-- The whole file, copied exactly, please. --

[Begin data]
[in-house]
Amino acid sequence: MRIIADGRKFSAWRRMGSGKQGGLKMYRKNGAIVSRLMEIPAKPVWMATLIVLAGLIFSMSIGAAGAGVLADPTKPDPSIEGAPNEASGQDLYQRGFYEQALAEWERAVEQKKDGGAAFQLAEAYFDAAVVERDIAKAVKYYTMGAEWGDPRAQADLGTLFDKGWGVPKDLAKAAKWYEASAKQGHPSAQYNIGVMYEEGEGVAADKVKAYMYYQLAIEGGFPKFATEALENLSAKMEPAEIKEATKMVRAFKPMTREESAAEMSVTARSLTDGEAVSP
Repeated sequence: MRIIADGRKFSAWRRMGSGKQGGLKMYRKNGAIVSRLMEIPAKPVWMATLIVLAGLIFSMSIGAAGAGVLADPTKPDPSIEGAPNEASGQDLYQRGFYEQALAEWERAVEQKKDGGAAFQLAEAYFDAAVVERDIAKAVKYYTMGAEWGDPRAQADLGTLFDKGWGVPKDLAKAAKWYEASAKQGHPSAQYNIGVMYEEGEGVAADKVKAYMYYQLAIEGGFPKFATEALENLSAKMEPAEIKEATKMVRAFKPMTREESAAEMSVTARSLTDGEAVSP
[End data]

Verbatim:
[in-house]
Amino acid sequence: MRIIADGRKFSAWRRMGSGKQGGLKMYRKNGAIVSRLMEIPAKPVWMATLIVLAGLIFSMSIGAAGAGVLADPTKPDPSIEGAPNEASGQDLYQRGFYEQALAEWERAVEQKKDGGAAFQLAEAYFDAAVVERDIAKAVKYYTMGAEWGDPRAQADLGTLFDKGWGVPKDLAKAAKWYEASAKQGHPSAQYNIGVMYEEGEGVAADKVKAYMYYQLAIEGGFPKFATEALENLSAKMEPAEIKEATKMVRAFKPMTREESAAEMSVTARSLTDGEAVSP
Repeated sequence: MRIIADGRKFSAWRRMGSGKQGGLKMYRKNGAIVSRLMEIPAKPVWMATLIVLAGLIFSMSIGAAGAGVLADPTKPDPSIEGAPNEASGQDLYQRGFYEQALAEWERAVEQKKDGGAAFQLAEAYFDAAVVERDIAKAVKYYTMGAEWGDPRAQADLGTLFDKGWGVPKDLAKAAKWYEASAKQGHPSAQYNIGVMYEEGEGVAADKVKAYMYYQLAIEGGFPKFATEALENLSAKMEPAEIKEATKMVRAFKPMTREESAAEMSVTARSLTDGEAVSP